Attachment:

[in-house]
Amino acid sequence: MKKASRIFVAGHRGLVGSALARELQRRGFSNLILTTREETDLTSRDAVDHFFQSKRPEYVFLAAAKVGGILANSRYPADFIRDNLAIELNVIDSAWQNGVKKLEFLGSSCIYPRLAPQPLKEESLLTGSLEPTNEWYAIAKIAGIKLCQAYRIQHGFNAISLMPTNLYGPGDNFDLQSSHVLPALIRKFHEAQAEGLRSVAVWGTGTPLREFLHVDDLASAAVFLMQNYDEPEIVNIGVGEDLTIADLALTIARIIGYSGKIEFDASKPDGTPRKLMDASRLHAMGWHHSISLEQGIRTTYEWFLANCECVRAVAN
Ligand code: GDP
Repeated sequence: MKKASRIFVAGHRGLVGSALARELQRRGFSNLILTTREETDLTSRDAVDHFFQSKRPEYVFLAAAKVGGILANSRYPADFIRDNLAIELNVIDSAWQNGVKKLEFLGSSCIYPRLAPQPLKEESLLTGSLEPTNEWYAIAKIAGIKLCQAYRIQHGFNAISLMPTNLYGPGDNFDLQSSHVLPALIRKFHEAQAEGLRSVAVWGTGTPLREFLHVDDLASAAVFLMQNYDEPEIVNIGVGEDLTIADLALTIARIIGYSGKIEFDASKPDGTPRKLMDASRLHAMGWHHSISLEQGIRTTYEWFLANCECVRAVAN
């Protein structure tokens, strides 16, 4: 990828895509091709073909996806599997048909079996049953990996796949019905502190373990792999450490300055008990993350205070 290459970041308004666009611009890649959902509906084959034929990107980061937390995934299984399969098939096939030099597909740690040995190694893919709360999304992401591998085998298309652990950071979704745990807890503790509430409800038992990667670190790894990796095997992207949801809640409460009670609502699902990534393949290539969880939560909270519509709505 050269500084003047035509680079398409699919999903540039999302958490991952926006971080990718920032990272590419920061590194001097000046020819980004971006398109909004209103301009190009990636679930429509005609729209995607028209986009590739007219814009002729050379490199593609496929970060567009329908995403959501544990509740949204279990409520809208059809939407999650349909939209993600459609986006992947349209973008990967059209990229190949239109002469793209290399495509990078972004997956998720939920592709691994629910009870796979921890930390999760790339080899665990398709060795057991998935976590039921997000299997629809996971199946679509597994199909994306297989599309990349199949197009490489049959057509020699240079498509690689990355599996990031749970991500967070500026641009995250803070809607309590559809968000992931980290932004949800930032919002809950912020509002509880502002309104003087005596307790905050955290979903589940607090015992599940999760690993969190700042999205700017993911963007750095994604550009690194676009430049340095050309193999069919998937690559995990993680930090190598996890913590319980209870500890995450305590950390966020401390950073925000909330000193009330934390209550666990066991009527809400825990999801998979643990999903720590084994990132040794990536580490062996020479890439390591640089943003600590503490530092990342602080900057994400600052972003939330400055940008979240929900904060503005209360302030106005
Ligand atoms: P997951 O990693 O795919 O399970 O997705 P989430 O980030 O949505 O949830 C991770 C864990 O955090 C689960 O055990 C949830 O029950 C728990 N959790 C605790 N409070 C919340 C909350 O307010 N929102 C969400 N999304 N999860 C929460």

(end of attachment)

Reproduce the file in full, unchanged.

[in-house]
Amino acid sequence: MKKASRIFVAGHRGLVGSALARELQRRGFSNLILTTREETDLTSRDAVDHFFQSKRPEYVFLAAAKVGGILANSRYPADFIRDNLAIELNVIDSAWQNGVKKLEFLGSSCIYPRLAPQPLKEESLLTGSLEPTNEWYAIAKIAGIKLCQAYRIQHGFNAISLMPTNLYGPGDNFDLQSSHVLPALIRKFHEAQAEGLRSVAVWGTGTPLREFLHVDDLASAAVFLMQNYDEPEIVNIGVGEDLTIADLALTIARIIGYSGKIEFDASKPDGTPRKLMDASRLHAMGWHHSISLEQGIRTTYEWFLANCECVRAVAN
Ligand code: GDP
Repeated sequence: MKKASRIFVAGHRGLVGSALARELQRRGFSNLILTTREETDLTSRDAVDHFFQSKRPEYVFLAAAKVGGILANSRYPADFIRDNLAIELNVIDSAWQNGVKKLEFLGSSCIYPRLAPQPLKEESLLTGSLEPTNEWYAIAKIAGIKLCQAYRIQHGFNAISLMPTNLYGPGDNFDLQSSHVLPALIRKFHEAQAEGLRSVAVWGTGTPLREFLHVDDLASAAVFLMQNYDEPEIVNIGVGEDLTIADLALTIARIIGYSGKIEFDASKPDGTPRKLMDASRLHAMGWHHSISLEQGIRTTYEWFLANCECVRAVAN
């Protein structure tokens, strides 16, 4: 990828895509091709073909996806599997048909079996049953990996796949019905502190373990792999450490300055008990993350205070 290459970041308004666009611009890649959902509906084959034929990107980061937390995934299984399969098939096939030099597909740690040995190694893919709360999304992401591998085998298309652990950071979704745990807890503790509430409800038992990667670190790894990796095997992207949801809640409460009670609502699902990534393949290539969880939560909270519509709505 050269500084003047035509680079398409699919999903540039999302958490991952926006971080990718920032990272590419920061590194001097000046020819980004971006398109909004209103301009190009990636679930429509005609729209995607028209986009590739007219814009002729050379490199593609496929970060567009329908995403959501544990509740949204279990409520809208059809939407999650349909939209993600459609986006992947349209973008990967059209990229190949239109002469793209290399495509990078972004997956998720939920592709691994629910009870796979921890930390999760790339080899665990398709060795057991998935976590039921997000299997629809996971199946679509597994199909994306297989599309990349199949197009490489049959057509020699240079498509690689990355599996990031749970991500967070500026641009995250803070809607309590559809968000992931980290932004949800930032919002809950912020509002509880502002309104003087005596307790905050955290979903589940607090015992599940999760690993969190700042999205700017993911963007750095994604550009690194676009430049340095050309193999069919998937690559995990993680930090190598996890913590319980209870500890995450305590950390966020401390950073925000909330000193009330934390209550666990066991009527809400825990999801998979643990999903720590084994990132040794990536580490062996020479890439390591640089943003600590503490530092990342602080900057994400600052972003939330400055940008979240929900904060503005209360302030106005
Ligand atoms: P997951 O990693 O795919 O399970 O997705 P989430 O980030 O949505 O949830 C991770 C864990 O955090 C689960 O055990 C949830 O029950 C728990 N959790 C605790 N409070 C919340 C909350 O307010 N929102 C969400 N999304 N999860 C929460």